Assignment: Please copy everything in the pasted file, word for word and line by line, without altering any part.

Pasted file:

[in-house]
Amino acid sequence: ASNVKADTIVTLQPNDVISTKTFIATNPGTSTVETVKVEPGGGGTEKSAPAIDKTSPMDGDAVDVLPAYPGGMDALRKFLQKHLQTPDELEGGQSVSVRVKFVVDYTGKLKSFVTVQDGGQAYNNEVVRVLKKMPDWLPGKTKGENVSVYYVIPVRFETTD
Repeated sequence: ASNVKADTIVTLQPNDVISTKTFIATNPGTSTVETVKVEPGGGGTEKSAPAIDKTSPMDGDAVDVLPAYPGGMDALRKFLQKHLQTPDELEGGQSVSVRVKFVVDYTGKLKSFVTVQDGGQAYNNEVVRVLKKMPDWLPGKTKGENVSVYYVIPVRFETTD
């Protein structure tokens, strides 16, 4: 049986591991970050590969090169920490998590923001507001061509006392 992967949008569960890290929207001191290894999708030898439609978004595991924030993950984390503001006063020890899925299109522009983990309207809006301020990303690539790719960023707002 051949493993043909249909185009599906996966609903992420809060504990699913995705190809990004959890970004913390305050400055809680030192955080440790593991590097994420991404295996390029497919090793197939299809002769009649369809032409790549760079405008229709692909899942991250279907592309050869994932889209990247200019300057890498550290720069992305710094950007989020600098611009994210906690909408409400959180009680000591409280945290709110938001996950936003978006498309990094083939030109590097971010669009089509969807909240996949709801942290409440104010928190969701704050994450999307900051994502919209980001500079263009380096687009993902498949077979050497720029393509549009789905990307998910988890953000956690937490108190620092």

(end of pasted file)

[in-house]
Amino acid sequence: ASNVKADTIVTLQPNDVISTKTFIATNPGTSTVETVKVEPGGGGTEKSAPAIDKTSPMDGDAVDVLPAYPGGMDALRKFLQKHLQTPDELEGGQSVSVRVKFVVDYTGKLKSFVTVQDGGQAYNNEVVRVLKKMPDWLPGKTKGENVSVYYVIPVRFETTD
Repeated sequence: ASNVKADTIVTLQPNDVISTKTFIATNPGTSTVETVKVEPGGGGTEKSAPAIDKTSPMDGDAVDVLPAYPGGMDALRKFLQKHLQTPDELEGGQSVSVRVKFVVDYTGKLKSFVTVQDGGQAYNNEVVRVLKKMPDWLPGKTKGENVSVYYVIPVRFETTD
């Protein structure tokens, strides 16, 4: 049986591991970050590969090169920490998590923001507001061509006392 992967949008569960890290929207001191290894999708030898439609978004595991924030993950984390503001006063020890899925299109522009983990309207809006301020990303690539790719960023707002 051949493993043909249909185009599906996966609903992420809060504990699913995705190809990004959890970004913390305050400055809680030192955080440790593991590097994420991404295996390029497919090793197939299809002769009649369809032409790549760079405008229709692909899942991250279907592309050869994932889209990247200019300057890498550290720069992305710094950007989020600098611009994210906690909408409400959180009680000591409280945290709110938001996950936003978006498309990094083939030109590097971010669009089509969807909240996949709801942290409440104010928190969701704050994450999307900051994502919209980001500079263009380096687009993902498949077979050497720029393509549009789905990307998910988890953000956690937490108190620092």